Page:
In the shadow of President Trump's alleged memo that seeks to define them out of existence by declaring that gender is immutable from birth and has to do with chromosomes, trans people are under fire in this country as they never have been before.
Most Americans simply don't know any trans people ( that they are aware of ). Paul Lucas's play TransScripts seeks to remedy this issue by bringing to the stage the true stories of seven trans women in their own words. Lucas' work gets a staged reading at 5 p.m. on Sunday, Nov. 18, at Theater Wit. Tickets are free.
Tatiana Nadiya plays Eden in the About Face Theatre staging. "The only narrative I had growing up of trans people was the woman trapped in a man's body. I'm happy that this project tells these various stories in a way that allows experiences to be valid, emotional and reflective of trans women's' lives in the world," Nadiya said.
Mel Blasingame, who plays Zakia in TransScripts, concurred.
"Trans stories are rarely told," they said, "When they are, it usually isn't by trans people. The opportunity to represent the community and tell our stories is one I am excited to be a part of. This show especially, is all about telling our stories."
The play has been years in the making: Lucas interviewed 70 trans women all over the world before culling their stories down to seven. Actor/activist Delia Kropp directs a cast whose stage experience ranged from none to professional, and believes that the play is "as close as you'll get to walking in someone else's shoes, to feel our humanity viscerally and not to merely appreciate it from a social justice or intellectual perspective."
According to a 2016 study by the Williams Institute, approximately 0.6% of the world's population is transgender. While this may seem a minuscule group to be worried about, it still represents over 1.4 million people in America alone, 1.4 million people who are the only minority in America that lacks equal-rights protection from the federal government. Only 20 states and the District of Columbia currently have laws protecting trans rights, while in many of the rest, the law specifically allows discrimination.
Members of the TransScripts cast believe that their show can help make a statement about why transgender people should be protected.
"This is a time when identity is fiercely contested, and there is much fear surrounding it," said Allie Stephens, who plays Dr. Violet. "We are a much richer cultural body when we find the courage to embrace difference, whether trans, cis, black, brown, white, rich, poor, Muslim, Hindu, Christian, etc."
Peyton Robbins, who plays Tatania, has a different take. "I think it is largely part of the 'trans experience,' to struggle with the unknown of what lies ahead for us, personally, emotionally, and politically, and still find the strength and pride in oneself to live as truly to our personal truth as we can," she said.
"Reading into the trials and tribulations of trans women fighting for validation, fulfillment, and survival in different cultures and decades apart from my own experience has constantly enlightened me to the struggles that came before me, and how much progress was paved by the sacrifices and the blood, sweat, and tears of countless trans individuals," Robbins said.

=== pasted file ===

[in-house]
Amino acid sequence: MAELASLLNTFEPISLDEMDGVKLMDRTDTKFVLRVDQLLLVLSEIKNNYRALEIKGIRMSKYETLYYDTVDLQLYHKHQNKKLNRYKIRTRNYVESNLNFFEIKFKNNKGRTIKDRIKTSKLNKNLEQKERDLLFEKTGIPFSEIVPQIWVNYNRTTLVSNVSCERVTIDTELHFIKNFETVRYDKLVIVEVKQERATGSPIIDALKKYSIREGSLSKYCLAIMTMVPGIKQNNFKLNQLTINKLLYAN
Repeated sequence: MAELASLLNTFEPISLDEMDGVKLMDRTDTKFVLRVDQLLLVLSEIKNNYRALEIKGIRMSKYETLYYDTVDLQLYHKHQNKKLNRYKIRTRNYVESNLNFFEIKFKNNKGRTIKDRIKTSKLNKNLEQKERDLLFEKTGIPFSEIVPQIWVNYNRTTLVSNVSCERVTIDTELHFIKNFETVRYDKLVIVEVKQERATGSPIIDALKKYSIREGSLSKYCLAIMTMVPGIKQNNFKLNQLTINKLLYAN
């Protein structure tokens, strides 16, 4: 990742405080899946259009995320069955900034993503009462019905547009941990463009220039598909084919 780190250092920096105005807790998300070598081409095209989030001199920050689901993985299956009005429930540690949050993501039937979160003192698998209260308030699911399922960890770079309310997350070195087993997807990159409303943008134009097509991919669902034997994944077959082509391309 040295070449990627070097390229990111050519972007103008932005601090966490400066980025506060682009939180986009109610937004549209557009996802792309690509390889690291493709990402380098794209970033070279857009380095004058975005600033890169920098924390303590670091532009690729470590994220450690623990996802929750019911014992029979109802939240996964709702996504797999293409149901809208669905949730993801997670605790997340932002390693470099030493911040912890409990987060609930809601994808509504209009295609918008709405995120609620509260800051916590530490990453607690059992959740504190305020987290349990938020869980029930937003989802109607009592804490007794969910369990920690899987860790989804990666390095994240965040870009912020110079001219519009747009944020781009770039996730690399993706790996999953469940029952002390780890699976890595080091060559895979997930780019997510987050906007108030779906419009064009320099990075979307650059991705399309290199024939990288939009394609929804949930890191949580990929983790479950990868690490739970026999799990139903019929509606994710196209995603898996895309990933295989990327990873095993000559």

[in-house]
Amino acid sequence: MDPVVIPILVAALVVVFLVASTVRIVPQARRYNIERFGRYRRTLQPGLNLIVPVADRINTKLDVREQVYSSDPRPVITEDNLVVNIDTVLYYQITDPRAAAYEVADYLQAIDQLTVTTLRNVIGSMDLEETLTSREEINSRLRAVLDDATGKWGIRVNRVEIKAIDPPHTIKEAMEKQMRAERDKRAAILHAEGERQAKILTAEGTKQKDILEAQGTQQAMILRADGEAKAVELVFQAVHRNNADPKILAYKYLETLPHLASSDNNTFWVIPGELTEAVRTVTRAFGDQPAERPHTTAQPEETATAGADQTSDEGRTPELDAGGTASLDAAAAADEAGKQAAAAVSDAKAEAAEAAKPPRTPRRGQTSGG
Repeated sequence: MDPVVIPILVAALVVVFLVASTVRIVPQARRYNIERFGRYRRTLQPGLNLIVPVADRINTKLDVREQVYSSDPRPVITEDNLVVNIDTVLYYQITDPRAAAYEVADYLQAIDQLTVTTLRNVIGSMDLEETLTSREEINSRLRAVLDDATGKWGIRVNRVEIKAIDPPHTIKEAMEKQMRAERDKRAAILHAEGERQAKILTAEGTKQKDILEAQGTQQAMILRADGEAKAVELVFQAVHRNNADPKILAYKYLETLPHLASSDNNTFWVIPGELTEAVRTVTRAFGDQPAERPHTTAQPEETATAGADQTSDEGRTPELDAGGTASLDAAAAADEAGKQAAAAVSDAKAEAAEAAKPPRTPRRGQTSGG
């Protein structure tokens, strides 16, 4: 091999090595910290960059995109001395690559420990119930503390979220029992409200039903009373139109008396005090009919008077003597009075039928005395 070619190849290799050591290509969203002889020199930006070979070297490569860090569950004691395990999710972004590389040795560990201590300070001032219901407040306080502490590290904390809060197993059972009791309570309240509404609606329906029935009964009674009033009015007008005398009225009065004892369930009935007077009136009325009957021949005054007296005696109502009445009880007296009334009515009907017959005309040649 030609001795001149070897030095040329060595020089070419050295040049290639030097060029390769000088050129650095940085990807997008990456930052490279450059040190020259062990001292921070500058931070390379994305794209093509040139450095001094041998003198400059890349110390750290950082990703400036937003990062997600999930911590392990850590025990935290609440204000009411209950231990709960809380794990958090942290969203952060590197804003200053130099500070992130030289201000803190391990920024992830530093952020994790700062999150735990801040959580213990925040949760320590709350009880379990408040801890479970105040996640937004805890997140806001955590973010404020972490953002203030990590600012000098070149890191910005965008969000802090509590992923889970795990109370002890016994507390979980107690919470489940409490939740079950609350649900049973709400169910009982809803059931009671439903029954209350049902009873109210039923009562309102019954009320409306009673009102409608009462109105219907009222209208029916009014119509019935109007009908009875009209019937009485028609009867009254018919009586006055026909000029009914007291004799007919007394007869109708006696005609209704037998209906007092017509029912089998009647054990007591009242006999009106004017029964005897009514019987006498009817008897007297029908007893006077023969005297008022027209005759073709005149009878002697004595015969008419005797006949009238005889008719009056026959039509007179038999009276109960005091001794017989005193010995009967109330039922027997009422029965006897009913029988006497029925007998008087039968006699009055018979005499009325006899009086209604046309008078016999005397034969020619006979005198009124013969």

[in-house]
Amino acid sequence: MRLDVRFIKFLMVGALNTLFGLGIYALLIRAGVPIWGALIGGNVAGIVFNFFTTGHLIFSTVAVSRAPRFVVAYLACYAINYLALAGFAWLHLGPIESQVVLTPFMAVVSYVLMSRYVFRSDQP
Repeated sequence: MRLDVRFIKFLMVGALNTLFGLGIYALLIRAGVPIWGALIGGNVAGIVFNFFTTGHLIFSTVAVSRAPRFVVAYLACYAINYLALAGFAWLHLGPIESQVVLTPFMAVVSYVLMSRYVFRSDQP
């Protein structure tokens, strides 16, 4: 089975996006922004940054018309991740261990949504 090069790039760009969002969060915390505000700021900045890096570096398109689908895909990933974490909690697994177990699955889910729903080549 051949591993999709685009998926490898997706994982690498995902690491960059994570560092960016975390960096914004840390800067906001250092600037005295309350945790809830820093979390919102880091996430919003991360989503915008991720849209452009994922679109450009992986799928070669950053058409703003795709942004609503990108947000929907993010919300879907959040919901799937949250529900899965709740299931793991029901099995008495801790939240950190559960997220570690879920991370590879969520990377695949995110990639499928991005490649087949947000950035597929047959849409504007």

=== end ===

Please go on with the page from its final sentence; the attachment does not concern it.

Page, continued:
"Looking back, I realize how much privilege I had and still have," Nadiya said. "I want the audience to walk a mile in these women's shoes to understand how difficult, but rewarding, [it is] to live their authentic selves."
Alexia Jasmene, who plays Sandra, feels that the show highlights the incredible variety in the trans community. She wants audiences to understand that "there's not one way to be trans, that we are a newly forming community that disagrees vastly on almost everything, that there are as many ways to be trans as there are ways to be human, that we are human, we are women, men, and folks, and we are beautiful. And that trans is beautiful.
"Due to trans voices finally being heard, people can see just how insanely diverse we are, as well as our struggles, and yet how that very difference is what makes us the same. We just want to be seen and loved just like all of humanity," Jasmene said.
Being "seen" is a necessary ingredient to being loved, and assistant director Iris Sowlat ( the lone cisgender member of the team presenting TransScripts ) believes it is an important element of the play. "With seven trans characters, based on real people, played by trans actors, [the play] kind of says, 'Yes, we're still here,'" she said.
Blasingame added, "In Trump's America, everything that makes us more visible and humanizes us is important. It is my sincere belief that all of this world's problems stem from people failing to see other people as human."
Robbins summarized the importance of telling this tale now: "As the current political atmosphere in the United States has grown more dangerously divisive as ever, the fight for transgender rights and the visibility of transgender people has never felt more important. Our tales must be told. We will not be erased."
Transcripts will be performed at 5 p.m. Friday, Nov. 18, at Theater Wit, 1229 W. Belmont Ave. Admission is free. To RSVP or get more info, email firstname.lastname@example.org or go to therealdelia.com; aboutfacetheatre.com/productions/transscripts/ or www.facebook.com/events/322502258535297/.